I love Dublin because of the exciting stories that lurk around each corner. Some of my favorites come from fellow “New Dubs” – the people who came here to be part of Dublin’s exciting tech story.
We invited eight of them to speak at the September 1 Friday brekkie, held, as always, at the Office of the Dublin Commissioner for Startups. They told us about what originally brought them to the city and what continues to keep them here:
The Ecosystem of Learning
Nubi Kay, Nigeria, Business Analyst in Accenture
“After reading an article on The Next Web about the tech scene in Dublin, I decided to move here. The third-level educational opportunities available confirmed my decision.
"I had made mistakes as a founder previously, and it was good coming into an ecosystem that offered a lot of opportunities to learn. I got involved with Startup Weekend and got to know the community quickly. Entrepreneurs and mentors are very inclusive and openly shared their knowledge. If I decided to go back into startups tomorrow, I would be far more knowledgeable than before I came to Dublin.”
“I came here because I did not want to be remembered as the guy who sold his chickens and never saw the money. I wanted to make a difference. I worked for Google in Dublin but wanted to experience the real Ireland which you sometimes miss in a multinational company.
"Ireland is the best place to build a business. The ecosystem is small and friendly, and the people are open and give feedback easily. We had firsthand experience of this when we were at the NDRC (National Digital Research Centre) as part of their Catalyser Program. Another startup in their portfolio had a similar idea to ours. They suggested that we bring the companies together rather than competing. We became a quintessential Dublin-based startup – four co-founders from four parts of the world.”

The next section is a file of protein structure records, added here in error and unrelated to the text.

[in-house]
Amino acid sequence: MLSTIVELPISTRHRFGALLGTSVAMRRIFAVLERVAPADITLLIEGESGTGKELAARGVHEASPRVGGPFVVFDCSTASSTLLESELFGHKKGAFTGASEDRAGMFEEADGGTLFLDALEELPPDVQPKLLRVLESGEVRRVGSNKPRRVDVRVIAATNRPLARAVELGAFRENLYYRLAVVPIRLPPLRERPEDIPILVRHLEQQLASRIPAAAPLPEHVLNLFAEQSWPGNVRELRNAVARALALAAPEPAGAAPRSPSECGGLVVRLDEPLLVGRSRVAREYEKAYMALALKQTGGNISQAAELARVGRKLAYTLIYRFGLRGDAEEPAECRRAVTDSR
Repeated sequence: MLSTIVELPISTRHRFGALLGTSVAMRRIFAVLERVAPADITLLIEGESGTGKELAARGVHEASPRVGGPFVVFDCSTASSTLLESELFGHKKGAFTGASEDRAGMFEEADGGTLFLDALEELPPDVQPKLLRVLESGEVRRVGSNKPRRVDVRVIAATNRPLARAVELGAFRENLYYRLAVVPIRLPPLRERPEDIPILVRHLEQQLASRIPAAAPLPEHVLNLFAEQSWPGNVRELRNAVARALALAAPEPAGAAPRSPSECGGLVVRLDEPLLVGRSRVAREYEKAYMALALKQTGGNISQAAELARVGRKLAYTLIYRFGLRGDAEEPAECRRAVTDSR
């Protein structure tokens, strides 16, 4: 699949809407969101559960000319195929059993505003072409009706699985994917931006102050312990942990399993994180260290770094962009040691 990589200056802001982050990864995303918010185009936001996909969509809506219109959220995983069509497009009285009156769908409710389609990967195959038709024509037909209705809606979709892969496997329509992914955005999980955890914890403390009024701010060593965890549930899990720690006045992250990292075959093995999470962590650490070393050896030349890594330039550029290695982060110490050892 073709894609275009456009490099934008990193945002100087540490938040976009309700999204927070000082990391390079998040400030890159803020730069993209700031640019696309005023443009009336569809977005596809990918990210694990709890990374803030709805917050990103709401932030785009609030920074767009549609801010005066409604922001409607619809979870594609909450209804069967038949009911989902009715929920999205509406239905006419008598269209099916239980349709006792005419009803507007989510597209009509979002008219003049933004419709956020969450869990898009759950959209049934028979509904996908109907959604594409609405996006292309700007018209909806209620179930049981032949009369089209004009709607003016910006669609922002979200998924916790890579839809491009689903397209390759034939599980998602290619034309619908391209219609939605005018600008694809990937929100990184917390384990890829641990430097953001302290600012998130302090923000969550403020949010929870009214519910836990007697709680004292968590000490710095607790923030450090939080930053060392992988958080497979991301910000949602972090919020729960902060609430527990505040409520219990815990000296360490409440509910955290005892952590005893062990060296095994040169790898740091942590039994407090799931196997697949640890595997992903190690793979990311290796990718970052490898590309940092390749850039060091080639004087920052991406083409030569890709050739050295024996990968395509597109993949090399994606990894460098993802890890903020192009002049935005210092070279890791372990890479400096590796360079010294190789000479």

“I was headhunted by a company here ten years ago. I lost my job during the crash in 2008 and had to start my own business.
"Early on, I met Joe Morley at an event in the Guinness Enterprise Center. He invited me to work from there for three months free of charge. 'You’ll do well here. You can grow your business,' he told me. He was right. People helped me develop my idea and a few funded it. Everything moved quickly after that. I’ve heard and experienced many similar stories of support along the way.”
I'm a new Dub. I'm a new Dub and have been one for 15 years now. Old new Dub? #1stFriBrekkie chat tomorrow. See you there?— Andreeeeeeeeaaaaaa! (@brandalisms) September 1, 2016
“I came here 15 years ago this month. I got off the bus at Temple Bar late at night and thought it was a bit crazy. When I went back the next day, the place looked as if nothing had happened. People smiled at me, they talked to me. Coming from a small town in Transylvania, I found this unusual and cool.
"One of my favourite things about Dublin and Ireland is the piss-taking. I am good friends with Eoghan Stack, CEO of the DCU Ryan Academy. He always tells people I’m from Gebrovia, a country he made up. The piss-taking thickens your skin and helps you on your way to do all the hustling you need to.”